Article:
IFEP: International Economic Policy Focus Area

The International Economic Policy focus area prepares students for careers related to international trade or international monetary policy.

Core Courses

1. Students must complete the following courses (12 points):
Points
INAF U6017International Trade3
INAF U6018International Finance Monetary Theory3
INAF U6820Theory of International Political Economy3
SIPA U6501Quantitative Analysis II for International Public Affairs3
or POLS GU4712 Analysis of Political Data
2. Students must also select one of the following Economic Policy Elective Courses (3 points):
Points
INAF U6016Cost-Benefit Analysis3
INAF U6020The Political Economy of the Euro Area Crisis1.5
INAF U6021European Banking Post Crisis3
INAF U6022Economics of Finance3
INAF U6039International Banking3
INAF U6045International Capital Markets3
INAF U6058Public Finance Debt Management3
INAF U6090Tax Policy: Economics Law3
INAF U6091International Tax: An Introduction to Income Taxation of the Multinational Business: The U.S. Approach1.5
INAF U6095Financial Regulation3
INAF U6127BRICS Beyond - How Rising Powers Are Reshaping the World3
INAF U6301Corporate Finance3
INAF U6355Globalization3
INAF U6359Global Economic Governance3
INAF U6362Global Collective Action3
INAF U6606Topics in Macroeconomics3
INAF U6636Banking in Brazil, a Comparative Examination3
INAF U6672Political Economy of Pakistan: State, Society, and Economy3
INAF U6758Shaping International Economic Policy: Southeast Asia Perspectives3
INAF U6772Global Inequality3
INAF U6775Indian Economy in Transition3
INAF U8085Topics in Corporate Finance3
INAF U8099Emerging Market Investment Climate3
INAF U8145Advanced Economic Development for International Affairs3
INAF U8210Introduction to Political Risk Analysis1.5
INAF U8211Political Risk Analysis and Communication1.5
INAF U8380Managing the Global Corporation3
INAF U8454Investment Strategies in Developing Countries3
INAF U8621US-China Negotiation Workshop3
INAF U8675Emerging Capital Markets: Theory Practice3
INAF U8682Emerging Financial Markets3
INAF U8689Global Financial Services in the 21st Century3
REGN U6300The Economics of European Integration3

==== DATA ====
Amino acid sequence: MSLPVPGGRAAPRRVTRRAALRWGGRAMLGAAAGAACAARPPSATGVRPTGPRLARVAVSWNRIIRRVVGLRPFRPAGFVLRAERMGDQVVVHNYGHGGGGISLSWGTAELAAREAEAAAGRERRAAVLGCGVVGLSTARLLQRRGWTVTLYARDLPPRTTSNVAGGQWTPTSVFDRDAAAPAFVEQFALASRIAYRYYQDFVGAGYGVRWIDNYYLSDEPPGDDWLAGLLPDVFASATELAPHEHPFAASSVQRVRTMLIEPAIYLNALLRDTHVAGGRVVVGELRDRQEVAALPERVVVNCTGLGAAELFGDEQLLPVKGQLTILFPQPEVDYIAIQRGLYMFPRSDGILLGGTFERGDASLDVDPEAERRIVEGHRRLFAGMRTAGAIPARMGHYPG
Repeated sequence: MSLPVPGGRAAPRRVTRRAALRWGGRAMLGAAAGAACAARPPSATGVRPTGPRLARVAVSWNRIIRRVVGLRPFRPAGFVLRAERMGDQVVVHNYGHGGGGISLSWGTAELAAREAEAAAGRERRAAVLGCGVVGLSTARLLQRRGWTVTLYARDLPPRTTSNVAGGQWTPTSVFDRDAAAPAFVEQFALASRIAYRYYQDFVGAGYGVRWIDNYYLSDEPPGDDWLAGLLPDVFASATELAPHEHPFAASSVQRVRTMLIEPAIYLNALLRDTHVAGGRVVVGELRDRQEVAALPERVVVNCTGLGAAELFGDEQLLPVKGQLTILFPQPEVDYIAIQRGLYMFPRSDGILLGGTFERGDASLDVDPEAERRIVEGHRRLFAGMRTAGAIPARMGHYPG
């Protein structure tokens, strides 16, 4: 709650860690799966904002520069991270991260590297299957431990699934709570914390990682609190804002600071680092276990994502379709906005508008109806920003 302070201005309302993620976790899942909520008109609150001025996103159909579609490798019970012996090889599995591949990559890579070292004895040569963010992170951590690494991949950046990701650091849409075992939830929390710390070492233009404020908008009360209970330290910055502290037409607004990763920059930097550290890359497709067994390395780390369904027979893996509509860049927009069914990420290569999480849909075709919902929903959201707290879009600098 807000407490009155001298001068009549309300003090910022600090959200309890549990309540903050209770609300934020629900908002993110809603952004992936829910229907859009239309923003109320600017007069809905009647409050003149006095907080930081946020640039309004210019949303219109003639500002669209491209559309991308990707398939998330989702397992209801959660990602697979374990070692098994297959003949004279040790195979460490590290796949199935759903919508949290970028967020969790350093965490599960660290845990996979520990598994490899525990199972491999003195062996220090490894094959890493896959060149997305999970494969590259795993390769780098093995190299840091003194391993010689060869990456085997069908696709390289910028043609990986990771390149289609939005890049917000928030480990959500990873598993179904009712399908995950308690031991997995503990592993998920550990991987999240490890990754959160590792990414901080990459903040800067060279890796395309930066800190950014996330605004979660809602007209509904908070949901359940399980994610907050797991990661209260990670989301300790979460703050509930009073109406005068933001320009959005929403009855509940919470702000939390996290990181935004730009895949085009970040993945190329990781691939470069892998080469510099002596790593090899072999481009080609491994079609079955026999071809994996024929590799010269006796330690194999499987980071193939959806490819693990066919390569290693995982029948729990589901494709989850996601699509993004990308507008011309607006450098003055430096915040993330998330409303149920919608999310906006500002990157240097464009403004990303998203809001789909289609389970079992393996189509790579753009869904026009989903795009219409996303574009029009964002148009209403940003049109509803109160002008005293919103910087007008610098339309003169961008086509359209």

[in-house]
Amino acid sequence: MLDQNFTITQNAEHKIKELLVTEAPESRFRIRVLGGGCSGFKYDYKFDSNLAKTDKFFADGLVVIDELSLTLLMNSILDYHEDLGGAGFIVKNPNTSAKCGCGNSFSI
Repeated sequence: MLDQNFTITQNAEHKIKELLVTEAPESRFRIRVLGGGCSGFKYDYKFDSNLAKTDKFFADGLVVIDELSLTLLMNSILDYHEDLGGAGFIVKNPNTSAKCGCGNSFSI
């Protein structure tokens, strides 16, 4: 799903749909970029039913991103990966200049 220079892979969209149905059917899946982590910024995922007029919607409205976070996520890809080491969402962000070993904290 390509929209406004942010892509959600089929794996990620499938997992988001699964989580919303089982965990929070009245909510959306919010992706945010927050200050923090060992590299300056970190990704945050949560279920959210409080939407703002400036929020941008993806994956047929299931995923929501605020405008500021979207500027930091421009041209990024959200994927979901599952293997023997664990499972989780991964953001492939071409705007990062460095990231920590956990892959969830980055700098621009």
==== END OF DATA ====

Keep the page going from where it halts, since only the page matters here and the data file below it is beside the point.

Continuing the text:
REGN U6415Financial Issues in Latin America3
REGN U8090The Transatlantic Economy3
REGN U8600China's New Marketplace3
PUAF U6033Decision Models Management3
PUAF U8244Municipal Finance in the U.S.3
SIPA U6200Accounting for International Public Affairs3
Non-SIPA Courses
ECON GU4301Economic Growth and Development3
ECON GR6903Theory of International Trade3
ECON GR69043
ECON G6908Global Economic Policy3
LAW L6293Antitrust Trade Regulation3
LAW L6382International Finance: Law, Money and Banking in Global Economy0
LAW L6488Law of the WTO2
LAW L8031Foreign Direct Investment and Public Policy2
LAW L9069Law and Economics.2
LAW L9214WTO Law2

All students are encouraged to discuss their proposed schedule with their advisor.

Year 1
FallPointsSpringPoints
Core: Conceptual Foundations (MIA) Politics of Policy Making (MPA)14SIPA U6401 or U640013
INAF U68203SIPA U65013
SIPA U40400.5Core: Management Course or Financial Management Course3
SIPA U6400 or U640113Specialization Course 1 3
SIPA U65003Elective3
 13.5 15
Year 2
FallPointsSpringPoints
Elective 3INAF U8682 or U60453
INAF U60173Core: Capstone Workshop 3
Core: Management Course or Financial Management Course3Specialization Course 3 3
Specialization Course 2 3Internship Registration (Optional) 1.5, 3
INAF U6018 (Pre-requisite SIPA U6401; also offered in spring)3Elective 3
 15 13.5-15
Total Points: 57-58.5
1

 Courses must be taken in the semester listed.

Year 1

Foreign Language - For MIA students and EPD concentrators who need to take language courses to fulfill the degree/concentration requirement, your schedule may need to be adjusted accordingly.

Year 2

Core- MIA students are required to take one Interstate Relations course.

IFEP - Economic Policy Track Courses

INAF U6018 International Finance & Monetary Theory. 3 Points.

Category: EPD, EPD:Economic, IFEP, IFEP: Economic Policy Track, IFEP: International Finance Track, APEA
IFEP students receive registration priority; Pre-req: SIPA U6401